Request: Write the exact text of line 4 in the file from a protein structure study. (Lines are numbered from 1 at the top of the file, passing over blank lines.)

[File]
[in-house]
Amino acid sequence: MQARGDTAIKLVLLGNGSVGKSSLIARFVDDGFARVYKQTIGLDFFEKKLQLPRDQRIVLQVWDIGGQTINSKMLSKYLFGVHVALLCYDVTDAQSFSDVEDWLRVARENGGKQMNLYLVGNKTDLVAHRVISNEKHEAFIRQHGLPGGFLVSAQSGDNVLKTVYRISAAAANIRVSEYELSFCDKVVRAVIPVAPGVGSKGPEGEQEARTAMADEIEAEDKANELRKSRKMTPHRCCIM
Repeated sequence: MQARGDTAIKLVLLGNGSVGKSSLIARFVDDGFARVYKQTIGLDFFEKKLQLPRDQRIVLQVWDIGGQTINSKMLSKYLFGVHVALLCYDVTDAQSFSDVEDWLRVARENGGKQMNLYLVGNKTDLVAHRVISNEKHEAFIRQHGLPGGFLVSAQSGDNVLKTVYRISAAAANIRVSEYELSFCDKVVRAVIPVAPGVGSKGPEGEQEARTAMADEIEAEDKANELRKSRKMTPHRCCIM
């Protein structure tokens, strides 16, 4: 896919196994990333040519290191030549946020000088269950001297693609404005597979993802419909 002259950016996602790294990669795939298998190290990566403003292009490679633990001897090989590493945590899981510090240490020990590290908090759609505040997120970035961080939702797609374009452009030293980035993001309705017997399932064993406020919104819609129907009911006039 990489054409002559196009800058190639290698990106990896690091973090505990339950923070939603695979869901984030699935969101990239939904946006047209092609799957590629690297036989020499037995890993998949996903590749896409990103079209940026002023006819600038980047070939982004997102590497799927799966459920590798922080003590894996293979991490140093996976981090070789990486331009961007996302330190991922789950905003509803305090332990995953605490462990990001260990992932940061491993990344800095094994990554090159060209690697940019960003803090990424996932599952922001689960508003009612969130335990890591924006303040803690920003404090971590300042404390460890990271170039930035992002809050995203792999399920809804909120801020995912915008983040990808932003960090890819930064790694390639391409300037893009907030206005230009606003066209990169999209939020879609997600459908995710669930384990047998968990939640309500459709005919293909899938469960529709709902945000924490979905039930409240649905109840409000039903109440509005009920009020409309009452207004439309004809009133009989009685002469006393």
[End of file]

């Protein structure tokens, strides 16, 4: 896919196994990333040519290191030549946020000088269950001297693609404005597979993802419909 002259950016996602790294990669795939298998190290990566403003292009490679633990001897090989590493945590899981510090240490020990590290908090759609505040997120970035961080939702797609374009452009030293980035993001309705017997399932064993406020919104819609129907009911006039 990489054409002559196009800058190639290698990106990896690091973090505990339950923070939603695979869901984030699935969101990239939904946006047209092609799957590629690297036989020499037995890993998949996903590749896409990103079209940026002023006819600038980047070939982004997102590497799927799966459920590798922080003590894996293979991490140093996976981090070789990486331009961007996302330190991922789950905003509803305090332990995953605490462990990001260990992932940061491993990344800095094994990554090159060209690697940019960003803090990424996932599952922001689960508003009612969130335990890591924006303040803690920003404090971590300042404390460890990271170039930035992002809050995203792999399920809804909120801020995912915008983040990808932003960090890819930064790694390639391409300037893009907030206005230009606003066209990169999209939020879609997600459908995710669930384990047998968990939640309500459709005919293909899938469960529709709902945000924490979905039930409240649905109840409000039903109440509005009920009020409309009452207004439309004809009133009989009685002469006393």